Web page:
So it’s September. That means only two months between all of us and NaNoWriMo.
NaNoWriMo, which stands for National Novel Writing Month, is a worldwide event that takes place every year. Honestly it’s not so much ‘national’ unless the world of authors is now officially a nation. It’s name is often mistaken to stand for National November Writing Month… which I guess is okay since it lets you know when it happens, but it still isn’t the real title.
The goal is to write 50,000 words toward a novel in just 30 days. You can write things for the same novel before November and after November, but you must write 50k words in November to be a true, certifiable winner of NaNoWriMo.
And here’s where people get confused. Winner.
To win NaNoWriMo, you simply copy and paste your 50,000 words into their word counter when you reach the goal. They verify your count and then you are whisked away to a glorious winners page. A video will greet you saying ‘Congratulations!’ and then you have links to click. You can get a free proof copy of your novel from CreateSpace.com. Last year the winners received a 50% off code for the marvelous Scrivener, which I blogged about previously. You also receive access to little icons and banners to post around your internet life to show you met your quota for the month.
Winner, however, do not mean you actually beat anyone else. Anyone who meets the 50k goal is a winner. You only beat the people who didn’t have the time or energy to finish on schedule. No one is going to judge the entries and pick a top story. No one is going to edit or even read these 50,000 words unless you bind and sell them as a novel. To be a winner means you made it. You wrote 50,000 words in 30 days, a feat considered impossible by most people around the world. It means you have the chance to feel proud of yourself, feel like you accomplished something. To win NaNoWriMo means to be one step closer toward a finished masterpiece of your own creation.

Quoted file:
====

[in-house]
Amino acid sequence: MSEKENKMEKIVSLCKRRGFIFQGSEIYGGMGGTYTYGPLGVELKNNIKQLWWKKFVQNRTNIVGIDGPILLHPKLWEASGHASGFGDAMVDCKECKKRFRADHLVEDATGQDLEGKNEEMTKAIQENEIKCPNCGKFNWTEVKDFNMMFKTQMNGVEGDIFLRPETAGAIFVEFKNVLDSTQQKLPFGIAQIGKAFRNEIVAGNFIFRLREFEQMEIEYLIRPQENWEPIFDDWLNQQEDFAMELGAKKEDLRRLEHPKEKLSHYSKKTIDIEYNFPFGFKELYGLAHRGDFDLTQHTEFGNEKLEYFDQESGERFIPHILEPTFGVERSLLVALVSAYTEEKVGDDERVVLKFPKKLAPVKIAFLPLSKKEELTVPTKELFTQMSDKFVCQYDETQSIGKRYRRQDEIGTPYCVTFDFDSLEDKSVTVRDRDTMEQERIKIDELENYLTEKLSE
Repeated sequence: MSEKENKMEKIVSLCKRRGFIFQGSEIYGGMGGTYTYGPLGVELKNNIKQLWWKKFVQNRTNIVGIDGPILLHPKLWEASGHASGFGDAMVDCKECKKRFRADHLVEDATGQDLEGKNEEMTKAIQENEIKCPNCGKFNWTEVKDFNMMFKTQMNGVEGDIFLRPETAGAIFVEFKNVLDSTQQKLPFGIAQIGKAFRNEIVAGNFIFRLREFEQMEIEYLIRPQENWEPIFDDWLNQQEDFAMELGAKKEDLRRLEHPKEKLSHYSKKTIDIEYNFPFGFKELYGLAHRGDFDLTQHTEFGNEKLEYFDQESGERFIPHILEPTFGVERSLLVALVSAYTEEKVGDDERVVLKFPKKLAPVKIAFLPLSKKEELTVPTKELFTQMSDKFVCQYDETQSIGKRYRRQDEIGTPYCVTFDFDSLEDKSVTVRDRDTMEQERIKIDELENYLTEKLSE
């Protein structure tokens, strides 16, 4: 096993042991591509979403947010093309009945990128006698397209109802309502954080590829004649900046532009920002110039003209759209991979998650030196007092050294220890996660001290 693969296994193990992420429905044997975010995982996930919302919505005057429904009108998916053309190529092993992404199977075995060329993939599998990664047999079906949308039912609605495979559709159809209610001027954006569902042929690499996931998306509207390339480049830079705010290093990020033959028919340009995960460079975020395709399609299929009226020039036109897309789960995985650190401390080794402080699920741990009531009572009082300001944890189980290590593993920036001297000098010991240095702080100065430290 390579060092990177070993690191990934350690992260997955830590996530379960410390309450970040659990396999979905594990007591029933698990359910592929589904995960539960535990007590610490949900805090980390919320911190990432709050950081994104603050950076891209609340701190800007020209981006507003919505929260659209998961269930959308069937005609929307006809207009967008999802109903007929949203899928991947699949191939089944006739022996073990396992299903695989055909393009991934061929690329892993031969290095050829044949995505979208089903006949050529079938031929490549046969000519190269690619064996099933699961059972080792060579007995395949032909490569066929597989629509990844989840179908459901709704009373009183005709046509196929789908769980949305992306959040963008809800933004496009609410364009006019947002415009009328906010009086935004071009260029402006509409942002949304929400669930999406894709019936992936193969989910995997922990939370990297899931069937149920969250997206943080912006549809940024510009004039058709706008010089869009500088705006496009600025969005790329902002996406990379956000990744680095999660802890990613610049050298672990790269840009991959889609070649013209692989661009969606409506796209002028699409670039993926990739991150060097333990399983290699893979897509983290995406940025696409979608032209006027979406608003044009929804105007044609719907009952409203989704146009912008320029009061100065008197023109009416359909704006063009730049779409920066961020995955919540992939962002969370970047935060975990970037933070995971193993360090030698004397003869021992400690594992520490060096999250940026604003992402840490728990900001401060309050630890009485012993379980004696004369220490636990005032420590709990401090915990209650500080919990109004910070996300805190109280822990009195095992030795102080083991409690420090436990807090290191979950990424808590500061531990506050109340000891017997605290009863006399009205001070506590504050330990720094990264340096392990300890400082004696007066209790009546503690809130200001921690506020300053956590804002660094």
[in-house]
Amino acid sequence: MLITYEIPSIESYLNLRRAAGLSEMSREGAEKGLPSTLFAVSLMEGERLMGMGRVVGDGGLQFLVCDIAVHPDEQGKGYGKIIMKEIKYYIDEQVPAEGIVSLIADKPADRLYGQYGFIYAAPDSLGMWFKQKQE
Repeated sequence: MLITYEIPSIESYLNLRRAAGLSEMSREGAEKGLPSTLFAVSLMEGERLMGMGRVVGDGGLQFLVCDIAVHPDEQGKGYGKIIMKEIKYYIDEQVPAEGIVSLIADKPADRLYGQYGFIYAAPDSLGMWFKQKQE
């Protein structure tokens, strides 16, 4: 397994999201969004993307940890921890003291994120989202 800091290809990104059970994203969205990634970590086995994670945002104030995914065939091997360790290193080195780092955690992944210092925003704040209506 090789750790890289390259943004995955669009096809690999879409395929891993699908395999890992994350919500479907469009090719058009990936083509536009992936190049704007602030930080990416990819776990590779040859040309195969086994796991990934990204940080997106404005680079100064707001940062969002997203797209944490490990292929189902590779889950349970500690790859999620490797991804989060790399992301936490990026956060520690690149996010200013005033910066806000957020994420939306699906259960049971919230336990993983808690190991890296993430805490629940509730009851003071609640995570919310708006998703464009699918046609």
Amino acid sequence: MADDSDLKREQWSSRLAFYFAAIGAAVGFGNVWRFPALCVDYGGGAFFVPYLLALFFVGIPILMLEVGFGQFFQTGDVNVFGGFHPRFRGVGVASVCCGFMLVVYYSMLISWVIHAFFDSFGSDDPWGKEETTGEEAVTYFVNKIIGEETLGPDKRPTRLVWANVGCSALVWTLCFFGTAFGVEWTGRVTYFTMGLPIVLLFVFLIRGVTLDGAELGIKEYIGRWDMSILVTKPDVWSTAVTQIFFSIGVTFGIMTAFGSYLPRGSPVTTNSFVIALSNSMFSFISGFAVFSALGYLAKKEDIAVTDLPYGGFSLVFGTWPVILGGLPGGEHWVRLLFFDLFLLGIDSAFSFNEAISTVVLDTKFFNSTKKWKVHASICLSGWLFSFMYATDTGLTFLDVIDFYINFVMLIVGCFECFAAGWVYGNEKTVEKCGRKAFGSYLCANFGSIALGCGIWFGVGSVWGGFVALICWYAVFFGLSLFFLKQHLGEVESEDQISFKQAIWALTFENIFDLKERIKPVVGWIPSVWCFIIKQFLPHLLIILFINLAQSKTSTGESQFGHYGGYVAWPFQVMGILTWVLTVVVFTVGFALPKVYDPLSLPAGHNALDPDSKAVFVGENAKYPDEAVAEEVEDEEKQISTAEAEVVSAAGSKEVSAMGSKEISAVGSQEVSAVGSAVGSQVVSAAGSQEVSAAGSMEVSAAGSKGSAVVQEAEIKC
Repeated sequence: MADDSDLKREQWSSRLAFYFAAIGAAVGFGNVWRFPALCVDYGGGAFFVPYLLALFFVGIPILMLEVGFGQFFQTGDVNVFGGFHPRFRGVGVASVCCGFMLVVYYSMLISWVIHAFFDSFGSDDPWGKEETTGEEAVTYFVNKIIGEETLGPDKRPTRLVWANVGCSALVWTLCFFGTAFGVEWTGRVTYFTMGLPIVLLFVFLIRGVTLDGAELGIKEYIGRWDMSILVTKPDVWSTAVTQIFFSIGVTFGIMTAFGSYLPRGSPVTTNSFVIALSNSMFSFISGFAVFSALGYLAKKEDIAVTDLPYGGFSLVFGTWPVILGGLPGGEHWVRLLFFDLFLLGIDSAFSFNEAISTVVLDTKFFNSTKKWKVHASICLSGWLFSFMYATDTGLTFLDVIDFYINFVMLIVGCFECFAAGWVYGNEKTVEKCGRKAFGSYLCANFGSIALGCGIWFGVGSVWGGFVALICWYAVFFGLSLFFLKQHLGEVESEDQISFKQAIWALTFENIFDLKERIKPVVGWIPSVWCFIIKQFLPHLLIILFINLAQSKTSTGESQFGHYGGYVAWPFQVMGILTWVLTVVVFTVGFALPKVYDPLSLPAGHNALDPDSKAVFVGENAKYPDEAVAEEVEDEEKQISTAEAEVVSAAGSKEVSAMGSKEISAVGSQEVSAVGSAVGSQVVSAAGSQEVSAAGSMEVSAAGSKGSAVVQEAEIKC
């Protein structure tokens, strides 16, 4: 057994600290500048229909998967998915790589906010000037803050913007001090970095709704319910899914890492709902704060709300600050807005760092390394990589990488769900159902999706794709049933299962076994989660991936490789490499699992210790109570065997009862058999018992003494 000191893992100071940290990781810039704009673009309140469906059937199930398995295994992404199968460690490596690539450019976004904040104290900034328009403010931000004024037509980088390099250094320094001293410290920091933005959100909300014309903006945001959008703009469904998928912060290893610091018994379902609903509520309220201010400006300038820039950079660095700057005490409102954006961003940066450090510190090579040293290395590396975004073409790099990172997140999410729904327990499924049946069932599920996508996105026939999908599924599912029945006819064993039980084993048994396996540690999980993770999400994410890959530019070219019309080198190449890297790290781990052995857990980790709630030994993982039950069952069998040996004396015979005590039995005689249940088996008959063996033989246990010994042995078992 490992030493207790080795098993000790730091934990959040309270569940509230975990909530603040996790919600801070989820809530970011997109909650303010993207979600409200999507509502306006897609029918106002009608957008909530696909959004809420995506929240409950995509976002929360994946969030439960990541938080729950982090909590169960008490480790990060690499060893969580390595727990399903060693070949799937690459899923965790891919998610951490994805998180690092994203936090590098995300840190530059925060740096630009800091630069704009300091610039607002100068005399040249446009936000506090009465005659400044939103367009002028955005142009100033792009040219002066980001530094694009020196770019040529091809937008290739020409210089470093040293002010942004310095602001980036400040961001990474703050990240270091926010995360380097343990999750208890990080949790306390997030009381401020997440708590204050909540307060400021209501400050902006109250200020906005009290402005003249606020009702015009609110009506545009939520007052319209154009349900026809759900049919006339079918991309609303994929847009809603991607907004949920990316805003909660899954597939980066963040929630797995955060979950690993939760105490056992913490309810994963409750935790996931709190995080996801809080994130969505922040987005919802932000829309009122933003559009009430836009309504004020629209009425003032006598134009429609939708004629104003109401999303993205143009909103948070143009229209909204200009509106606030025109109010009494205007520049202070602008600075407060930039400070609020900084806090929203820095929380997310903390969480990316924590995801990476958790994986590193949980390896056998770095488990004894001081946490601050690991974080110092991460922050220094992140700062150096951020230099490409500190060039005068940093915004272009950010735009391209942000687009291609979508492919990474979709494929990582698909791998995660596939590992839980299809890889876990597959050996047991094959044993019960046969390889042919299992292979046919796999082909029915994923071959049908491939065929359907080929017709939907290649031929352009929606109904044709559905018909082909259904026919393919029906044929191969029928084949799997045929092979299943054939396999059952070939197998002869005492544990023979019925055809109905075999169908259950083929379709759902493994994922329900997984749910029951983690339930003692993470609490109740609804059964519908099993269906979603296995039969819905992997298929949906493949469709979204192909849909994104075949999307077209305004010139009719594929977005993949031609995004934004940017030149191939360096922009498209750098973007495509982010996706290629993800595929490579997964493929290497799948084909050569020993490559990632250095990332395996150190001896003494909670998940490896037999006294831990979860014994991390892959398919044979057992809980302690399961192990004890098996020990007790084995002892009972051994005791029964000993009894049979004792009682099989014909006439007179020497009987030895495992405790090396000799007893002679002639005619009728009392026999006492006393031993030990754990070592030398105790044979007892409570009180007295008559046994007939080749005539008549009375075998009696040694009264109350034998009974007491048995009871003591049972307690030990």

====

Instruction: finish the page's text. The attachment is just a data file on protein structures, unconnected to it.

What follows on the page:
Of course it’s only for novel writers. Video editors, painters, and other mediums of creation will need to find their own methods for being kicked into action. For script writers, there’s always ScriptFrenzy in April. I’m rather terrible at scripts, so I’ve never participated in that particular marathon. This past year, NaNo also hosted a ‘summer camp’, which was like a miniature version of NaNoWriMo.
I love NaNo. I’ve competed four years now and only failed once. Of course, I don’t have three novels out, but the point is that I made progress on the stories I was writing. I have plenty of notes, lots of built up ideas, and 50,000 words toward three novels. One of those novels is The Rose Chateau, which is defined in detail on the Purchase tab of my blog. It did, in fact, make it to completion. The final word count for it is 115k, most of which was written after NaNo had ended. I may not have needed NaNoWriMo to push me into writing it, but I used it anyway.
I believe NaNoWriMo is a very helpful and useful way of kicking writers with low ambition into finally cranking out their work. It is a fun and engaging time, although you may grow tired and look like a hermit when it’s all said and done. Grab some friends to try it with you and make a game out of it. Meet new people through Write-Ins with other participants in your region.
Long story short (too late), I highly suggest NaNoWriMo to anyone struggling to get their thoughts on the page. It truly can be a rewarding experience, and the weekly pep-talks will give you plenty to think about.
So who’s going to join me this year for National Novel Writing Month?